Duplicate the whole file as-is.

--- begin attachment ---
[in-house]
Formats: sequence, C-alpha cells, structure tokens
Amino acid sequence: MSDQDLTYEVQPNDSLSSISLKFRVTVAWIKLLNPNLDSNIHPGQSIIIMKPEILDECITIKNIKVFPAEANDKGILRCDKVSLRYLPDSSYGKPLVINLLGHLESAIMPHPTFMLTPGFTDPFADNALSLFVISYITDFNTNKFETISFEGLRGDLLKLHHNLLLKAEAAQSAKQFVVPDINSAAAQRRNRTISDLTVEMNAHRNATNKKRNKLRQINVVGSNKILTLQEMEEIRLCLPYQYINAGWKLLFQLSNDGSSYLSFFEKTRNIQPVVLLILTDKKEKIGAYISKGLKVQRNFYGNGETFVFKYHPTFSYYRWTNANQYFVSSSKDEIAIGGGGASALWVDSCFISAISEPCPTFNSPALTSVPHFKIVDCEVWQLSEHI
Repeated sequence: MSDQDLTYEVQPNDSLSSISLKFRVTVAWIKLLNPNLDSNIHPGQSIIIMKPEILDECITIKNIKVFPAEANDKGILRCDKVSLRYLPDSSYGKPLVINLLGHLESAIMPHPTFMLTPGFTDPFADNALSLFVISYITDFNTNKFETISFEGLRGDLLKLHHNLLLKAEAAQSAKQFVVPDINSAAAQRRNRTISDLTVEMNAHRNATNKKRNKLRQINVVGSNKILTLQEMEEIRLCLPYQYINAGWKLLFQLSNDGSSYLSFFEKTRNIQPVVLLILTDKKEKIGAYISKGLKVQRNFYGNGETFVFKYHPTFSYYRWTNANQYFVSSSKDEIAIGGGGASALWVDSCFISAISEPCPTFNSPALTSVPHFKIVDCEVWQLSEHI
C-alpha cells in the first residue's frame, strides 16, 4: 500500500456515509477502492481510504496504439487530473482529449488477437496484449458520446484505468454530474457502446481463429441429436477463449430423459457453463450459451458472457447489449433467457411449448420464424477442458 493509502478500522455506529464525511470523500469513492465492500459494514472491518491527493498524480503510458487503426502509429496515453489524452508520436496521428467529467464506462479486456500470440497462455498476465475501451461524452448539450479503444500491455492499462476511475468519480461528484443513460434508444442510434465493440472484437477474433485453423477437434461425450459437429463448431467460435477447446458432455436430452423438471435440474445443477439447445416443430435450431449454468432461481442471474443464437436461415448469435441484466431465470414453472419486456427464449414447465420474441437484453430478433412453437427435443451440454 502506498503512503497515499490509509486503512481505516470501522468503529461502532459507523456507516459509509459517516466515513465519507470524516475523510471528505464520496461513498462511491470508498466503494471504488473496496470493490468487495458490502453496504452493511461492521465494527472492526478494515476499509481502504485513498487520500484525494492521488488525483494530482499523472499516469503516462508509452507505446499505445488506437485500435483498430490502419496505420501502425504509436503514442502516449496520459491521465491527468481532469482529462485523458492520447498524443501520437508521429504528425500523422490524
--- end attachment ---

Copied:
[in-house]
Formats: sequence, C-alpha cells, structure tokens
Amino acid sequence: MSDQDLTYEVQPNDSLSSISLKFRVTVAWIKLLNPNLDSNIHPGQSIIIMKPEILDECITIKNIKVFPAEANDKGILRCDKVSLRYLPDSSYGKPLVINLLGHLESAIMPHPTFMLTPGFTDPFADNALSLFVISYITDFNTNKFETISFEGLRGDLLKLHHNLLLKAEAAQSAKQFVVPDINSAAAQRRNRTISDLTVEMNAHRNATNKKRNKLRQINVVGSNKILTLQEMEEIRLCLPYQYINAGWKLLFQLSNDGSSYLSFFEKTRNIQPVVLLILTDKKEKIGAYISKGLKVQRNFYGNGETFVFKYHPTFSYYRWTNANQYFVSSSKDEIAIGGGGASALWVDSCFISAISEPCPTFNSPALTSVPHFKIVDCEVWQLSEHI
Repeated sequence: MSDQDLTYEVQPNDSLSSISLKFRVTVAWIKLLNPNLDSNIHPGQSIIIMKPEILDECITIKNIKVFPAEANDKGILRCDKVSLRYLPDSSYGKPLVINLLGHLESAIMPHPTFMLTPGFTDPFADNALSLFVISYITDFNTNKFETISFEGLRGDLLKLHHNLLLKAEAAQSAKQFVVPDINSAAAQRRNRTISDLTVEMNAHRNATNKKRNKLRQINVVGSNKILTLQEMEEIRLCLPYQYINAGWKLLFQLSNDGSSYLSFFEKTRNIQPVVLLILTDKKEKIGAYISKGLKVQRNFYGNGETFVFKYHPTFSYYRWTNANQYFVSSSKDEIAIGGGGASALWVDSCFISAISEPCPTFNSPALTSVPHFKIVDCEVWQLSEHI
C-alpha cells in the first residue's frame, strides 16, 4: 500500500456515509477502492481510504496504439487530473482529449488477437496484449458520446484505468454530474457502446481463429441429436477463449430423459457453463450459451458472457447489449433467457411449448420464424477442458 493509502478500522455506529464525511470523500469513492465492500459494514472491518491527493498524480503510458487503426502509429496515453489524452508520436496521428467529467464506462479486456500470440497462455498476465475501451461524452448539450479503444500491455492499462476511475468519480461528484443513460434508444442510434465493440472484437477474433485453423477437434461425450459437429463448431467460435477447446458432455436430452423438471435440474445443477439447445416443430435450431449454468432461481442471474443464437436461415448469435441484466431465470414453472419486456427464449414447465420474441437484453430478433412453437427435443451440454 502506498503512503497515499490509509486503512481505516470501522468503529461502532459507523456507516459509509459517516466515513465519507470524516475523510471528505464520496461513498462511491470508498466503494471504488473496496470493490468487495458490502453496504452493511461492521465494527472492526478494515476499509481502504485513498487520500484525494492521488488525483494530482499523472499516469503516462508509452507505446499505445488506437485500435483498430490502419496505420501502425504509436503514442502516449496520459491521465491527468481532469482529462485523458492520447498524443501520437508521429504528425500523422490524